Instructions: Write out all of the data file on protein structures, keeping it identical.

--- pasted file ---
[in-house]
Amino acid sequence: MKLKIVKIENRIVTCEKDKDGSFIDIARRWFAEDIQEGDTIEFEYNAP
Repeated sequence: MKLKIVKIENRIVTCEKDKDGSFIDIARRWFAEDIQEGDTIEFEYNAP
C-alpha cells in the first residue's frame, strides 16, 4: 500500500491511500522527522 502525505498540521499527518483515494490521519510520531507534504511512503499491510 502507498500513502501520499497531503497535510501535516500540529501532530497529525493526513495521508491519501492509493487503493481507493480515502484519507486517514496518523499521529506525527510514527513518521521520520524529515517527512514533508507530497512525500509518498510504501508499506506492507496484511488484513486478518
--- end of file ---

[in-house]
Amino acid sequence: MKLKIVKIENRIVTCEKDKDGSFIDIARRWFAEDIQEGDTIEFEYNAP
Repeated sequence: MKLKIVKIENRIVTCEKDKDGSFIDIARRWFAEDIQEGDTIEFEYNAP
C-alpha cells in the first residue's frame, strides 16, 4: 500500500491511500522527522 502525505498540521499527518483515494490521519510520531507534504511512503499491510 502507498500513502501520499497531503497535510501535516500540529501532530497529525493526513495521508491519501492509493487503493481507493480515502484519507486517514496518523499521529506525527510514527513518521521520520524529515517527512514533508507530497512525500509518498510504501508499506506492507496484511488484513486478518